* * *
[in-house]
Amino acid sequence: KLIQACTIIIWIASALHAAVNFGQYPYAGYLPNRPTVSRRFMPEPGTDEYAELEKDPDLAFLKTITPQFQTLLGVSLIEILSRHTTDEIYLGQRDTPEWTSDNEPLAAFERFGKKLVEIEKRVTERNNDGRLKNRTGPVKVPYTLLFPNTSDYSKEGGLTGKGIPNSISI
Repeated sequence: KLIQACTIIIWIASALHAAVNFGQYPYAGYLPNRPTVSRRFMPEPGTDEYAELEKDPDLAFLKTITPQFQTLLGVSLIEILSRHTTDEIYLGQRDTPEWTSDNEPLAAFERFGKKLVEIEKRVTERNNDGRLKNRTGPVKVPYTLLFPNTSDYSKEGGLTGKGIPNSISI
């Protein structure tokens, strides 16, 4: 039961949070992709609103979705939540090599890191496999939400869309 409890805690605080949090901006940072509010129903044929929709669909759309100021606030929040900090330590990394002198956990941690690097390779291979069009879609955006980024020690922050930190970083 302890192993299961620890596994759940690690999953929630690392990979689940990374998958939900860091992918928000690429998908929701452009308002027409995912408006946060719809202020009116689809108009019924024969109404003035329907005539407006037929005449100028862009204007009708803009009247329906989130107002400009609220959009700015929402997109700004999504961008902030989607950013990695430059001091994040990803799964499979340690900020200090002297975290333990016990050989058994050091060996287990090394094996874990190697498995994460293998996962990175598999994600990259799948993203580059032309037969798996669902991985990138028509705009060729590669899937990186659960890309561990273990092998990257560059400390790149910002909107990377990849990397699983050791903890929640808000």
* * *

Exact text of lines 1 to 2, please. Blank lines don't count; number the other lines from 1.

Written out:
[in-house]
Amino acid sequence: KLIQACTIIIWIASALHAAVNFGQYPYAGYLPNRPTVSRRFMPEPGTDEYAELEKDPDLAFLKTITPQFQTLLGVSLIEILSRHTTDEIYLGQRDTPEWTSDNEPLAAFERFGKKLVEIEKRVTERNNDGRLKNRTGPVKVPYTLLFPNTSDYSKEGGLTGKGIPNSISI